The limited resources and the domineering attitude of Western capitalists have driven them to encroach on the resources of other nations, aiming to accelerate “economic development and growth” by utilizing tools developed within universities. A prominent example of modern colonization is the establishment of the Zionist regime by the UK, and its reinforcement and support from the US. Initially settling in Palestine during World War I and fighting the Ottoman Empire, the Zionists have now become allies of the US in the region, to the extent that Joe Biden, the current President of the US, views the Zionist regime as “the single greatest strength of America in the region.” With the presence of the Zionist regime, the US has been able to manipulate the region’s oil resources and suppress the efforts of the region’s people seeking independence. Throughout its history, the Zionist regime has played a pivotal role in furthering the colonial objectives of the West through military operations and the targeted killings of scientists and prominent figures in the region.

University in the service of slogans

Two factors— “producing scholars and knowledge without directing them” and “the exploitation by capitalist interests”—have turned Western universities into agents of colonization and the oppression of vulnerable nations. The utilization of university resources extends across various fields, from humanities to engineering. Activities such as orchestrating coups, conducting media and cultural invasions using anthropological research, and even facilitating genocide in Gaza and Palestine through weapon development sciences, have all been facilitated by universities. This exploitation of academics, akin to other colonial endeavors, presents an enticing facade that captivates both the colonized populations and certain colonial actors. Human rights rhetoric and calls for freedom in Western nations have been used to deceive people in the region and to mobilize domestic support, particularly among scientists. Military interventions in Vietnam, Cuba, Iraq, Afghanistan, and Libya, under the pretext of promoting freedom and democracy, were actually undertaken to safeguard capitalist interests. The Zionist regime’s attack on Gaza following Al-Aqsa Flood Operation, and the subsequent genocide aided by Western countries resulting in the martyrdom of approximately 34,000 individuals, serves as another instance of capitalist imperialism and warmongering disguised as counterterrorism and the legitimate defense of a democratic nation.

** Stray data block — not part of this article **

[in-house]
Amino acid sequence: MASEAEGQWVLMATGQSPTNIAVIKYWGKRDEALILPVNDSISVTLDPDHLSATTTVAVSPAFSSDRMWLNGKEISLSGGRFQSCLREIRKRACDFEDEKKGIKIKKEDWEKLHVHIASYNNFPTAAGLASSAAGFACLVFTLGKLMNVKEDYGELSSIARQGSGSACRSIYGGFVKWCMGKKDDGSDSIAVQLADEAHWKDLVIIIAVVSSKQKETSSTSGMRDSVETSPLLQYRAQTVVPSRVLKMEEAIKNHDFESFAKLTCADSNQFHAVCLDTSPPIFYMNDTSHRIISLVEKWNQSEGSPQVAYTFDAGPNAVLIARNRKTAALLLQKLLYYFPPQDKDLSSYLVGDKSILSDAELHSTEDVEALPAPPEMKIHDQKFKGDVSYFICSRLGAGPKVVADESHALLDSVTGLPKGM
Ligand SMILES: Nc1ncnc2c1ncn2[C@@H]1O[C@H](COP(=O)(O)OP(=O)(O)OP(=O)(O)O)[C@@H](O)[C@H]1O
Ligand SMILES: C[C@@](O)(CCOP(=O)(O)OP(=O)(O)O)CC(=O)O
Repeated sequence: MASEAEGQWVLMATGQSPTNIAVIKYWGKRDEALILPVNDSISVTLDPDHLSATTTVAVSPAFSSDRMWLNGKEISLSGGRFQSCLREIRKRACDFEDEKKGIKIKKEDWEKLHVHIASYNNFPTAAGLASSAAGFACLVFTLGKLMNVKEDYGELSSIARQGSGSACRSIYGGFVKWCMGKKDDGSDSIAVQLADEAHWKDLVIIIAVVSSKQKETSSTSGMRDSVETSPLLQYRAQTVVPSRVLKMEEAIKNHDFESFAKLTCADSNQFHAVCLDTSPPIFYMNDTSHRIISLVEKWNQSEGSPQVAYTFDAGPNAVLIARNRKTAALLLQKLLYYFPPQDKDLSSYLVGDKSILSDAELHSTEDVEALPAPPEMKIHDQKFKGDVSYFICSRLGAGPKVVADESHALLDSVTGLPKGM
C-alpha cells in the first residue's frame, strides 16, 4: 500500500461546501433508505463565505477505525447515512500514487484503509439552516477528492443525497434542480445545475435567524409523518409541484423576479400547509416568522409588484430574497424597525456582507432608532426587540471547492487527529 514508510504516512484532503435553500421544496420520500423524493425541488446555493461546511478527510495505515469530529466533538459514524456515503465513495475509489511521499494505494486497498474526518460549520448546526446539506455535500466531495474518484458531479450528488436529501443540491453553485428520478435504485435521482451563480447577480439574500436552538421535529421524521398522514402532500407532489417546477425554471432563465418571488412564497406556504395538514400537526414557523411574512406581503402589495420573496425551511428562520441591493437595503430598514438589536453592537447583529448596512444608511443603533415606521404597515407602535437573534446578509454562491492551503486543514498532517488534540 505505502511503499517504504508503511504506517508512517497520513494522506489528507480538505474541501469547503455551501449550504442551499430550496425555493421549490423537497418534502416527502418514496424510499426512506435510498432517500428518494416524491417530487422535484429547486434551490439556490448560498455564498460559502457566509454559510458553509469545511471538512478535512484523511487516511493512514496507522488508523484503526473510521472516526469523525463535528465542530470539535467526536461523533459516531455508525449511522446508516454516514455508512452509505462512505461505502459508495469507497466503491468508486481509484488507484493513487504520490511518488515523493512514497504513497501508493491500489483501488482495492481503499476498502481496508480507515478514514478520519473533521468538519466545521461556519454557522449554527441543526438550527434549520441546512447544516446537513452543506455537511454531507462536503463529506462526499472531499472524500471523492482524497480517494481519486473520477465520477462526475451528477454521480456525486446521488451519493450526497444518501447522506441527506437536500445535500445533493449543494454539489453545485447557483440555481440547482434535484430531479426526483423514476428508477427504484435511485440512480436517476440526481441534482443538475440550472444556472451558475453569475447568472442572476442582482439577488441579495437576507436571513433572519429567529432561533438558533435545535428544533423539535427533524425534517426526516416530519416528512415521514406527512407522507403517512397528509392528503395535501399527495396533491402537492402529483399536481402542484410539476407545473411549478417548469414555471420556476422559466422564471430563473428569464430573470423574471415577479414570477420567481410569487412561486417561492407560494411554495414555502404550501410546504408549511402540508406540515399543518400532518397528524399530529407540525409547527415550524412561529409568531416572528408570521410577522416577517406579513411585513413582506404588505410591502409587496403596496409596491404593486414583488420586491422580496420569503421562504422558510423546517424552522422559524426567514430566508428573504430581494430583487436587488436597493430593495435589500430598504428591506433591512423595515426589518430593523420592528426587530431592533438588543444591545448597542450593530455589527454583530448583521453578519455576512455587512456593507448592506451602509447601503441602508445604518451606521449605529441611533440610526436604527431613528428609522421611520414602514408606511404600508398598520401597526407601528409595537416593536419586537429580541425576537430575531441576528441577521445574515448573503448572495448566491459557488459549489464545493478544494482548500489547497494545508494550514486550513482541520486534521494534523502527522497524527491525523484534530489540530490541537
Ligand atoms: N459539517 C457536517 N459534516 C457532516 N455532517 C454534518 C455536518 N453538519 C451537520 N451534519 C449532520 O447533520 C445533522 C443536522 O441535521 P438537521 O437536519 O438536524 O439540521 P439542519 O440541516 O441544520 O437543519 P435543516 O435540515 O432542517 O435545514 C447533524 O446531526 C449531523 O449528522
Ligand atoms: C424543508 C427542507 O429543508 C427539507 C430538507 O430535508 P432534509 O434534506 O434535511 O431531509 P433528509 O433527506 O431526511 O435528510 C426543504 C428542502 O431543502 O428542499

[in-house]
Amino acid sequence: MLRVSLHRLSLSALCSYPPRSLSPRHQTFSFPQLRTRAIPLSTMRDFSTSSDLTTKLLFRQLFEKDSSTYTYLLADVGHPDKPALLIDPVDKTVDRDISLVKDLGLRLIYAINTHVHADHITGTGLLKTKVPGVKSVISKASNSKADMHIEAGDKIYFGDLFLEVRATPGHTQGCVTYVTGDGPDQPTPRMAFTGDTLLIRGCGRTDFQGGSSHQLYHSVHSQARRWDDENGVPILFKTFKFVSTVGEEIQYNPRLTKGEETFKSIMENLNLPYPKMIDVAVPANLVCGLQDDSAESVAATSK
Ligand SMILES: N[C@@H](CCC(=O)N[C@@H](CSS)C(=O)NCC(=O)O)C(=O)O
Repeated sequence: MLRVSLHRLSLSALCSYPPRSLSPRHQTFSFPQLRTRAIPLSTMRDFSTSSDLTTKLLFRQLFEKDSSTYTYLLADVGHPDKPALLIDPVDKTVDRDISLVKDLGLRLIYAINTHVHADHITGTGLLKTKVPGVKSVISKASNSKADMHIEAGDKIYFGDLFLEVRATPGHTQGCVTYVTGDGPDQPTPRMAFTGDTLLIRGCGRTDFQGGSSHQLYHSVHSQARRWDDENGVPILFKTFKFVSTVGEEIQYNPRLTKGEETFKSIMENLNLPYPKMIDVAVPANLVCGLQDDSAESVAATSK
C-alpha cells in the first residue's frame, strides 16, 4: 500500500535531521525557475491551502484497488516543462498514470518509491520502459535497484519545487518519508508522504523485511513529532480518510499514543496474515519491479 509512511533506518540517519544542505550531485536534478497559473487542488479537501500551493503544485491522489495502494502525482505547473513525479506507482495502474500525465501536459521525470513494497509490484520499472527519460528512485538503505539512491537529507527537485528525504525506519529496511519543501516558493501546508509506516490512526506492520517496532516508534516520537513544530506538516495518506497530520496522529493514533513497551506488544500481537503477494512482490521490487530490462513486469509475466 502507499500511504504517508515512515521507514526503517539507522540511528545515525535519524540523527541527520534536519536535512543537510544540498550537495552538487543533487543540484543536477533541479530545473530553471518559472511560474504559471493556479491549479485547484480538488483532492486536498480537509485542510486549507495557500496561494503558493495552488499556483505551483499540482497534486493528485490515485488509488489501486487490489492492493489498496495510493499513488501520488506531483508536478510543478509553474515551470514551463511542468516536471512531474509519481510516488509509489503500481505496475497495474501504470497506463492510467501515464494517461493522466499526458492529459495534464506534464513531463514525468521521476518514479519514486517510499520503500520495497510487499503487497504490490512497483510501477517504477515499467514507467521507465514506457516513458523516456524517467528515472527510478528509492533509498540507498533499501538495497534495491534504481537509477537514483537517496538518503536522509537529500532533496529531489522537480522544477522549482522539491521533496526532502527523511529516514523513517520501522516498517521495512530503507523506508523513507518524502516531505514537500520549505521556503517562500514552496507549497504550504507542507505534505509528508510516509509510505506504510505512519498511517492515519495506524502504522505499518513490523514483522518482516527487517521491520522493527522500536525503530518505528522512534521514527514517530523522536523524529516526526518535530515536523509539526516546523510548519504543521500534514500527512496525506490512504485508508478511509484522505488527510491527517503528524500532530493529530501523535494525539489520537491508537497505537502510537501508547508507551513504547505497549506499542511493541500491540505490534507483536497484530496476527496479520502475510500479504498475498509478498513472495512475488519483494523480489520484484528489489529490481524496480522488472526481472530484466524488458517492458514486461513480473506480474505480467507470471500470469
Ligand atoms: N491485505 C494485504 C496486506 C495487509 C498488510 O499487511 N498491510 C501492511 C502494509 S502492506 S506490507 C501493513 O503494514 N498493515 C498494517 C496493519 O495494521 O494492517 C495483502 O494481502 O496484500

Will Gaza make a lasting change?

Since World War II, numerous students have strived to challenge the dominance and militarism of their own countries in the Western world. Each of these endeavors has contributed to raising awareness among more Westerners about the true nature of these warmongering policies. However, the invasion of Gaza by the Zionist regime, in particular, has prompted Western academics, especially those in the US, to oppose this invasion; because the Zionist regime blatantly disregarded international laws and laid bare the hypocrisy of Western human rights rhetoric. The scale of Israel’s colonial project and its significant benefits for the US, and the West in general, have emboldened them to detain, arrest, and suspend protesting students and professors without hesitation, thereby undermining the academic integrity and autonomy of their institutions. It appears that Western academics may not achieve significant results from these justice-seeking activisms until they fundamentally reconsider the direction of their universities. It remains to be seen whether Gaza’s resistance can imprint the slogan “liberated zone” on the doorsteps of Western universities, rather than just on a campus courtyard or within a single department.

About Ali Teymoori